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The Athletes and Athletic Sports of Scotland

William McCombie Smith, “The Athletes and Athletic Sports of Scotland, Including Bagpipe Playing and Dancing”, 1891


Born - 7 Sept 1847, in Lumphanan, Nr. Aberdeen, McCombie Smith became Headmaster at Blackwater School, (nr Glenshee).  He was also a thrower and lifter of heavy weights and was known to have lifted the heavier of the two Dinnie Stones (435 lbs (197.3 kg), unassisted.  He was also author of Memoir of the Families of M’Combie and Thoms, originally M’Intosh and M’Thomas, 1890; Men or Deer? In the Scottish Glens: or Facts About the Deer Forests, 1893; and The Romance of Poaching in the Highlands of Scotland: as Illustrated in the Lives of John Farquharson and Alexander Davidson, the Last of the Free-Booters, 1904.


The importance of McCombie Smith’s “The Athletes and Athletic Sports of Scotland, Including Bagpipe Playing and Dancing” in the history of Athletics literature.

Athletes and Athletic Sports of Scotland is a truly exceptional work, the product of a rigorous, eclectic Scot, as far from the hallowed halls of Oxbridge as it is possible to imagine. It should be essential reading for all students of track and field athletics.

McCombie Smith provides us with the most accurate account of Scottish Games of the 19th century that we are ever likely to read.  Not, alas, of their Border counterparts, of which we have record, but little in the way of detailed description.


The text:

My main criticism of this book is that it is all too brief. This is because its author devotes chapters to non-athletic activities such as highland dancing, bagpipe-playing and feats of strength.  It is also clear that, as a thrower, he has less interest in running and jumping.  In the case of the former, this is no great problem, for few records of note were ever achieved on the rough, bumpy Games fields of rural Scotland.

Mc Combie Smith makes what is a unique attempt to estimate the performances in Games throwing, but is hampered by issues such as the range of weights, length and rigidity of hammer shafts, and most importantly by the fact that few competitions were ever conducted on level ground. This possibly causes him to be unduly severe, categoric in his belief that that no Scot had ever launched a 16lb. shot to 46 feet under competitive conditions.  It is some reflection on the looseness of records in that period that Dinnie’s training mark of 49ft. 6in. on the Duke of Kerr’s bowling green in 1868  was listed until well into the 20th century; though fortunately there is no record of the Duke’s reaction.  It is however clear that he was well capable of 46 feet until well into middle age and over 120 ft. with hammer.  Perhaps the fact that Dinnie was McCombie Smith’s brother in law may have coloured his opinion.

This being said, McCombie Smith is certain that Dinnie was the greatest athlete of the 19th century, and it is difficult to argue with his opinion.  Unbeatable in shot, hammer and caber, he was the best high –jumper of his era, possibly the world’s greatest all-round wrestler and an outstanding weight-lifter. He continued to beat most of Scotland’s “heavies” until well into his fifties.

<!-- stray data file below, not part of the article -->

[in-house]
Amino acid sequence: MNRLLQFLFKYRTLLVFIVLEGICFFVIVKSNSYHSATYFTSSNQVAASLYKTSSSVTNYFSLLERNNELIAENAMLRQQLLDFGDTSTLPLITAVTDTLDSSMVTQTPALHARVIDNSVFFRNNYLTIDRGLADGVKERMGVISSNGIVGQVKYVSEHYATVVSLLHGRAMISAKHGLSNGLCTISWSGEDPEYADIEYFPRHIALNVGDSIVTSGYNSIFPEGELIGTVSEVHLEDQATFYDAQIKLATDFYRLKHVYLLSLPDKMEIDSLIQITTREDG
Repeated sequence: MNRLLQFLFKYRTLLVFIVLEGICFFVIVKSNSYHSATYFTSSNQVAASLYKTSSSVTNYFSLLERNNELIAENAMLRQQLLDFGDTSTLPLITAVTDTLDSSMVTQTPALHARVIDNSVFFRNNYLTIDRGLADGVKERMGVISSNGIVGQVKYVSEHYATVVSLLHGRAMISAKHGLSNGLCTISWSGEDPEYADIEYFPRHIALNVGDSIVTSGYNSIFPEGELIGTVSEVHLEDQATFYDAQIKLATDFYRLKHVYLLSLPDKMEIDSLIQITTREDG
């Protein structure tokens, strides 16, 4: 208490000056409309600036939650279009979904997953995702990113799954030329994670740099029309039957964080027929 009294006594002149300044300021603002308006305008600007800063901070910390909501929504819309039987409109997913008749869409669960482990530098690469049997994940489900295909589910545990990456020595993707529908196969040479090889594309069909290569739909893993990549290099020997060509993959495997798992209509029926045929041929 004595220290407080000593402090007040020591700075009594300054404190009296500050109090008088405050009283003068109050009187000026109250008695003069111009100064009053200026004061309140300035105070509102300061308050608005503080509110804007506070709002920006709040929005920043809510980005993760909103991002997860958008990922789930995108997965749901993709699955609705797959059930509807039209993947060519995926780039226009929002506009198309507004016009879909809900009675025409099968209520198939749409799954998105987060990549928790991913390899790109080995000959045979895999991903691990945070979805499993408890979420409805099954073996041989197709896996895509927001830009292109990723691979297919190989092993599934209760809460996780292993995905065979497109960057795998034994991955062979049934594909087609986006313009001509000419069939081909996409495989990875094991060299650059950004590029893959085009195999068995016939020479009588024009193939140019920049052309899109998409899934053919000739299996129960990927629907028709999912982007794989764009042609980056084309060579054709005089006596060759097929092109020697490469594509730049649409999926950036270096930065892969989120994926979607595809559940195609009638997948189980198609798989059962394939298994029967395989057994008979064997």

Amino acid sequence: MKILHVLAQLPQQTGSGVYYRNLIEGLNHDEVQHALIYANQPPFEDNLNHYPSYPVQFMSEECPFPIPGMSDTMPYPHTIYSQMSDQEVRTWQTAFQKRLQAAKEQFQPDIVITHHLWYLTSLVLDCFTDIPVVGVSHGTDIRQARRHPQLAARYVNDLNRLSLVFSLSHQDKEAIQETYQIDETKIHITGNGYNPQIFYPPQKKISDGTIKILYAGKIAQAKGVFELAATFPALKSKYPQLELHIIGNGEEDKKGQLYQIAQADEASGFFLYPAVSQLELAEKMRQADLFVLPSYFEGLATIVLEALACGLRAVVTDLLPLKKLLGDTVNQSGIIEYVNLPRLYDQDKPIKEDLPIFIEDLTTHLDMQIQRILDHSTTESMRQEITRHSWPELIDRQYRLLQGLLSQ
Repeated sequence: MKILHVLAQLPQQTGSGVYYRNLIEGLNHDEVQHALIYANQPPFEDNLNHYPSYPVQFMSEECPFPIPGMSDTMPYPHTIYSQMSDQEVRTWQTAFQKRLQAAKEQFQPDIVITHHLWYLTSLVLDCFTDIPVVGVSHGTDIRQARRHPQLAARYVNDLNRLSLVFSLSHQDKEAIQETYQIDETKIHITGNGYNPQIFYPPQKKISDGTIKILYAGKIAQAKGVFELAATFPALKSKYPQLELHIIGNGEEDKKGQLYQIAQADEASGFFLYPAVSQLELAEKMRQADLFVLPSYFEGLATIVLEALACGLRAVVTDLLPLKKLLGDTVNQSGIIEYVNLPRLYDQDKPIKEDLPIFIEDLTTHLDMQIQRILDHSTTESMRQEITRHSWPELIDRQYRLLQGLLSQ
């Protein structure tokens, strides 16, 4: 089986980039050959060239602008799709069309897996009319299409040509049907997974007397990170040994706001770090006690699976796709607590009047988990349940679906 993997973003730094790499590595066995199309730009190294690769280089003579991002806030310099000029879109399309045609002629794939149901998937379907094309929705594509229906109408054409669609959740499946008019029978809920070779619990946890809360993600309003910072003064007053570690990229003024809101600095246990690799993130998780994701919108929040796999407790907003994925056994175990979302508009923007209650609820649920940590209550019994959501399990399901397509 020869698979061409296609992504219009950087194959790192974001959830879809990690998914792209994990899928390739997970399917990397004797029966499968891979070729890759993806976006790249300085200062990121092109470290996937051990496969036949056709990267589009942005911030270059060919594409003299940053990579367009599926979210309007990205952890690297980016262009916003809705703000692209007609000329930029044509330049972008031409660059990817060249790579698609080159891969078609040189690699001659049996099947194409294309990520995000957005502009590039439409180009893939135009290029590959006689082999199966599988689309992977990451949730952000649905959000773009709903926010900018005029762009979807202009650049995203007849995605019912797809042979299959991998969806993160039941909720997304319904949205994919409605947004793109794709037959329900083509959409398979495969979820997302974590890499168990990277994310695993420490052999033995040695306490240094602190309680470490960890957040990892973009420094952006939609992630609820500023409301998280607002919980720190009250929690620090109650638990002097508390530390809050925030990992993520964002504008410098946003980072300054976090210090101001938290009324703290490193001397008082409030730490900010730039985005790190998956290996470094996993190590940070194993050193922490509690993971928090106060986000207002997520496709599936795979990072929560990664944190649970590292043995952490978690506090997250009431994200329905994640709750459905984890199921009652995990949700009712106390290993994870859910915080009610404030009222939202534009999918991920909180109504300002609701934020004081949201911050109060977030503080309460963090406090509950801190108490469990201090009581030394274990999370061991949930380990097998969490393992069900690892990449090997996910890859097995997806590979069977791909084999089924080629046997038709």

McCombie Smith shows less interest in the jumping events, and gives the firm impression that all horizontal jumps were conducted on a ground to ground basis.  This being said, it is difficult to understand his easy acceptance of jumps of over 23 feet in long jump, impossible under such circumstances.

He is possibly the first writer to offer fresh views on meet-presentation, years before sound-systems were invented. Most of his suggestions are eminently sound, though it is doubtful if they were acted upon by conservative Games-organisers and their aristocratic patrons.  One of the less-realistic of his ideas is his suggestion that a series of paper cross-bars be deployed in high jump, with jumpers gaining credit for the number which they failed to dislodge, thus taking the indefinite element from the vertical jumps.

McCombie Smith is one of the few writers of the 19th century to be critical of the amateur movement.  “In an experience of about twenty five years the author…… has known hundreds - if not thousands - of athletes who have won money at professional sports; he has never known one whose profession was professional sports.” And “the only men who were called athletes in ancient Greece were those who made athletics their profession”.  Finally, “What about the companies of star amateur athletes who go all over the world giving performances for gate money?  They must belong to one of two classes; either they are men of independent means who pay their own expenses and give over their money for charitable objects, or they are men who get their performances paid for by their expenses.”

It is worth reading this chapter over and over again, for it represents one of the few attempts by a working-class athlete of the period to rebut amateurism and to reveal its early hypocrisies.


Tom McNab

Bibliographic details:


The Athletes and Athletic Sports of Scotland, Including Bagpipe Playing and Dancing


Alexander Garden

Place of Publication:

Paisley and London

Date of Publication:


BL Catalogue:

Not catalogued.

"An Athletics Compendium" Reference:

A329, p.30


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